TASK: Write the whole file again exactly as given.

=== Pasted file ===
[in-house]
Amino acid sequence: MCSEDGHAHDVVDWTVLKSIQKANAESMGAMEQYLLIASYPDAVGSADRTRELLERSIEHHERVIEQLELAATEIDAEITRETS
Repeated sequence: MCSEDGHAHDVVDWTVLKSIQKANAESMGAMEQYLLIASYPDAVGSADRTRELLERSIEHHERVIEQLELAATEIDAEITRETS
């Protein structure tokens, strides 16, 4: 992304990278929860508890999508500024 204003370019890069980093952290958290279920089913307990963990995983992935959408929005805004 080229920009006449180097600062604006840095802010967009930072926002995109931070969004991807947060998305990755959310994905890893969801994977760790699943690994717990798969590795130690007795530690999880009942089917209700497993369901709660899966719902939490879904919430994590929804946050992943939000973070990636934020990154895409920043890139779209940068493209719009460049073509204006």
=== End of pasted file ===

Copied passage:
[in-house]
Amino acid sequence: MCSEDGHAHDVVDWTVLKSIQKANAESMGAMEQYLLIASYPDAVGSADRTRELLERSIEHHERVIEQLELAATEIDAEITRETS
Repeated sequence: MCSEDGHAHDVVDWTVLKSIQKANAESMGAMEQYLLIASYPDAVGSADRTRELLERSIEHHERVIEQLELAATEIDAEITRETS
């Protein structure tokens, strides 16, 4: 992304990278929860508890999508500024 204003370019890069980093952290958290279920089913307990963990995983992935959408929005805004 080229920009006449180097600062604006840095802010967009930072926002995109931070969004991807947060998305990755959310994905890893969801994977760790699943690994717990798969590795130690007795530690999880009942089917209700497993369901709660899966719902939490879904919430994590929804946050992943939000973070990636934020990154895409920043890139779209940068493209719009460049073509204006």